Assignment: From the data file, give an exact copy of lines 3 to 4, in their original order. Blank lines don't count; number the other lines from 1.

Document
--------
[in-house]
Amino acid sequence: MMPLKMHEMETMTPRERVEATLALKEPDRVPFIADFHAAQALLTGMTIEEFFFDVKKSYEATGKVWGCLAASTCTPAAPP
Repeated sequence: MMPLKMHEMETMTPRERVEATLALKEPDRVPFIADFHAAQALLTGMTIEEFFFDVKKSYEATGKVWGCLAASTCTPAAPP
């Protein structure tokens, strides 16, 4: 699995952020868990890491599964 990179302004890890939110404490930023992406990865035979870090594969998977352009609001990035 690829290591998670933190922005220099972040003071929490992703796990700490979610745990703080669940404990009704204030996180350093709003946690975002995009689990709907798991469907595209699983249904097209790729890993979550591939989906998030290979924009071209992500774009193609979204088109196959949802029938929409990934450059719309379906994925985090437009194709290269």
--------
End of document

Repeated sequence: MMPLKMHEMETMTPRERVEATLALKEPDRVPFIADFHAAQALLTGMTIEEFFFDVKKSYEATGKVWGCLAASTCTPAAPP
């Protein structure tokens, strides 16, 4: 699995952020868990890491599964 990179302004890890939110404490930023992406990865035979870090594969998977352009609001990035 690829290591998670933190922005220099972040003071929490992703796990700490979610745990703080669940404990009704204030996180350093709003946690975002995009689990709907798991469907595209699983249904097209790729890993979550591939989906998030290979924009071209992500774009193609979204088109196959949802029938929409990934450059719309379906994925985090437009194709290269």